The city’s plans for turning Coney Island into a year round tourist destination may lead to the demolition of the world famous Nathan’s Famous hot dog stand.
That’s the main bombshell that The Brooklyn Paper discovered in the minutes after discovering the Bloomberg Administration’s unannounced release of a nearly thousand-page report on the impacts of its plans to create a new amusement park, hotels, other attractions and thousands of apartments in a wide swath of Coney Island.
The beloved frankfurter franchise — which has stood on the corner Surf and Stillwell avenues since 1916 — is a possible casualty of the controversial plan because it sits on land whose value could soar after a rezoning opens it up to development.
“[Nathan’s is] assumed to be replaced under the proposed actions with a new building, containing hotel, amusement, retail and enhancing uses,” according to the Draft Environmental Impact Statement, which was posted online by the city on Friday afternoon, but not announced. A press release from the Department of City Planning is embargoed until Tuesday morning.
The report is the first step in the rezoning process towards enacting Mayor Bloomberg’s vision of a 27-acre indoor-outdoor amusement zone in the so-called “People’s Playground,” a vision that is complicated by the fact that the city must spend tens, if not hundreds, of millions in taxpayer money to acquire land in the area between the landmark Cyclone roller coaster and Keyspan Park.
The area’s principal landowner, Joe Sitt of Thor Equities, opposes the city plan, but is in stalled negotiations to sell his land to the city.
Before construction can begin, the project is reviewed and voted on by the local community board, Borough President Markowitz, City Planning and the City Council — a lengthy and often bitter process, especially in sweeping undertaking like this.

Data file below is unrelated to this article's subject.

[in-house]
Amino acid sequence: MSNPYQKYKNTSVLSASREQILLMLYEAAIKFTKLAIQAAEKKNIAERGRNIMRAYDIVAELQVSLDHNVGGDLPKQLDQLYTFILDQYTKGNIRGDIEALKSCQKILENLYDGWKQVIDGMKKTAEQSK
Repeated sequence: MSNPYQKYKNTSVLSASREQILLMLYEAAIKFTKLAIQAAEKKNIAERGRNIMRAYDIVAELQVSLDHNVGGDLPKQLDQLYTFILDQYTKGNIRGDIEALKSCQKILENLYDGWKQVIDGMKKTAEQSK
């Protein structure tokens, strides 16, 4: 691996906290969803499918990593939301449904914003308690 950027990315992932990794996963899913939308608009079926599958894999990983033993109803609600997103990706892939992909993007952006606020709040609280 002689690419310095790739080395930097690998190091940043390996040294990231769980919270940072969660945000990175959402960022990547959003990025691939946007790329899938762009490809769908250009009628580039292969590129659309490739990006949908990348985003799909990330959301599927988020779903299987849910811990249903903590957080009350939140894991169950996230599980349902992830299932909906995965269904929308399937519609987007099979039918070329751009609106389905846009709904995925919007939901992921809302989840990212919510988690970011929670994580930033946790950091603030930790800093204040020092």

In the meantime, it is unclear what Coney Island will be like this summer. Sitt has raised rents along the Boardwalk, and, with Astroland closed, it is unclear whether there will be enough activity for the rag-tag collection of bar owners and other open-air vendors to pay the new rents.
Several sources familiar with city zoning changes thought this passage meant the fast food location would be susceptible to pressure from real-estate speculators who could now buy it to create a much-larger, and more profitable, structure on the site of the current two-story structure.
And Dick Zigun, the head freak at the Coney Island USA circus sideshow, said that’s the problem.
“They [the city] are not doing what they could do to preserve truly historic structures,” he said.
Due to the holiday, officials from the city and Nathan’s were not immediately available for comment. Late on Monday, The Brooklyn Paper receieved two e-mails from city officials that reiterated that it is not the city plan to tear down the Nathan’s restaurant, but merely to rezone the area to stimulate development.
Indeed, the Nathan’s company, which owns the iconic frank shack, could hold onto the site and develop it itself, one city official reminded.
And on Tuesday, The Paper received this statement from Nathan’s CEO Eric Gatoff: “We remain committed to Coney Island in the long-term and we fully intend to maintain our historic flagship restaurant at 1310 Surf Avenue. … As to the latest report issued by the City, we believe the information relating to Nathan’s Famous is being misinterpreted and that there is no intention to replace or demolish our flagship location.”
The full impact statement is available at www.nyc.gov/oec.
UPDATED AT 10:30 PM ON JAN. 19: Story was lengthened to include a comment from Dick Zigun and more context about the city plan.
UPDATED AGAIN AT 2 PM ON JAN. 20: Story was updated to include a comment from Nathan’s.
©2009 Community News Group
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